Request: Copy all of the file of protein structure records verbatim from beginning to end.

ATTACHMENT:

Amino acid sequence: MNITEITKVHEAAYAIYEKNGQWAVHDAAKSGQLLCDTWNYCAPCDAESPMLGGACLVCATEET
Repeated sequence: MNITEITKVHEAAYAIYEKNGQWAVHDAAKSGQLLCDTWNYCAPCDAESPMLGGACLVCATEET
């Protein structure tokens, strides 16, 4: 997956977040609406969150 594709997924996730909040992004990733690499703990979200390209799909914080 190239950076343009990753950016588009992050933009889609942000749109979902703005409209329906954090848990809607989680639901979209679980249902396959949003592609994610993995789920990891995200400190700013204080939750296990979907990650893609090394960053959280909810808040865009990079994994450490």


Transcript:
Amino acid sequence: MNITEITKVHEAAYAIYEKNGQWAVHDAAKSGQLLCDTWNYCAPCDAESPMLGGACLVCATEET
Repeated sequence: MNITEITKVHEAAYAIYEKNGQWAVHDAAKSGQLLCDTWNYCAPCDAESPMLGGACLVCATEET
């Protein structure tokens, strides 16, 4: 997956977040609406969150 594709997924996730909040992004990733690499703990979200390209799909914080 190239950076343009990753950016588009992050933009889609942000749109979902703005409209329906954090848990809607989680639901979209679980249902396959949003592609994610993995789920990891995200400190700013204080939750296990979907990650893609090394960053959280909810808040865009990079994994450490």